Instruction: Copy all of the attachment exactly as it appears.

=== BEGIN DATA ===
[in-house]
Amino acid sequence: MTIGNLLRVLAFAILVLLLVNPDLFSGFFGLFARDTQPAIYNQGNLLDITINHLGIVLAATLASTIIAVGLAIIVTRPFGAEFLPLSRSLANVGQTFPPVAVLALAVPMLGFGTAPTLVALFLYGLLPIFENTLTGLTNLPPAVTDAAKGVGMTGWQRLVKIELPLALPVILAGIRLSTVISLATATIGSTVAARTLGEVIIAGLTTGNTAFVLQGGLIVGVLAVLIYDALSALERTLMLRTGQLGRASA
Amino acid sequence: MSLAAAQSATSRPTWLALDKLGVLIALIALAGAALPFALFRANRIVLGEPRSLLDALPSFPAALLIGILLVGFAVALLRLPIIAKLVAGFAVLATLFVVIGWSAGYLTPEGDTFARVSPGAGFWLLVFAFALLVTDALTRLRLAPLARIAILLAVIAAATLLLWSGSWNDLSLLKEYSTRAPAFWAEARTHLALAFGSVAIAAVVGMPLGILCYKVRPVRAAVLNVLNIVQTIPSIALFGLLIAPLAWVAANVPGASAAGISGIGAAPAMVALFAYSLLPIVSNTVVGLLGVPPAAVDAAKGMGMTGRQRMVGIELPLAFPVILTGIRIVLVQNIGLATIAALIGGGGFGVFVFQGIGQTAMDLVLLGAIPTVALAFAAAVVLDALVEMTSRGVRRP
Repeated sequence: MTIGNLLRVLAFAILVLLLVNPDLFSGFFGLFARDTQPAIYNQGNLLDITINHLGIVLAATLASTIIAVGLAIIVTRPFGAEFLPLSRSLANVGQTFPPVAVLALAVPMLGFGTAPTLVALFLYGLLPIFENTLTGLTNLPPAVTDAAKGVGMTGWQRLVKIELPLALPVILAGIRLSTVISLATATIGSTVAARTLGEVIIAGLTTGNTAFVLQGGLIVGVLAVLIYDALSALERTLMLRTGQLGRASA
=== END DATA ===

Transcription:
[in-house]
Amino acid sequence: MTIGNLLRVLAFAILVLLLVNPDLFSGFFGLFARDTQPAIYNQGNLLDITINHLGIVLAATLASTIIAVGLAIIVTRPFGAEFLPLSRSLANVGQTFPPVAVLALAVPMLGFGTAPTLVALFLYGLLPIFENTLTGLTNLPPAVTDAAKGVGMTGWQRLVKIELPLALPVILAGIRLSTVISLATATIGSTVAARTLGEVIIAGLTTGNTAFVLQGGLIVGVLAVLIYDALSALERTLMLRTGQLGRASA
Amino acid sequence: MSLAAAQSATSRPTWLALDKLGVLIALIALAGAALPFALFRANRIVLGEPRSLLDALPSFPAALLIGILLVGFAVALLRLPIIAKLVAGFAVLATLFVVIGWSAGYLTPEGDTFARVSPGAGFWLLVFAFALLVTDALTRLRLAPLARIAILLAVIAAATLLLWSGSWNDLSLLKEYSTRAPAFWAEARTHLALAFGSVAIAAVVGMPLGILCYKVRPVRAAVLNVLNIVQTIPSIALFGLLIAPLAWVAANVPGASAAGISGIGAAPAMVALFAYSLLPIVSNTVVGLLGVPPAAVDAAKGMGMTGRQRMVGIELPLAFPVILTGIRIVLVQNIGLATIAALIGGGGFGVFVFQGIGQTAMDLVLLGAIPTVALAFAAAVVLDALVEMTSRGVRRP
Repeated sequence: MTIGNLLRVLAFAILVLLLVNPDLFSGFFGLFARDTQPAIYNQGNLLDITINHLGIVLAATLASTIIAVGLAIIVTRPFGAEFLPLSRSLANVGQTFPPVAVLALAVPMLGFGTAPTLVALFLYGLLPIFENTLTGLTNLPPAVTDAAKGVGMTGWQRLVKIELPLALPVILAGIRLSTVISLATATIGSTVAARTLGEVIIAGLTTGNTAFVLQGGLIVGVLAVLIYDALSALERTLMLRTGQLGRASA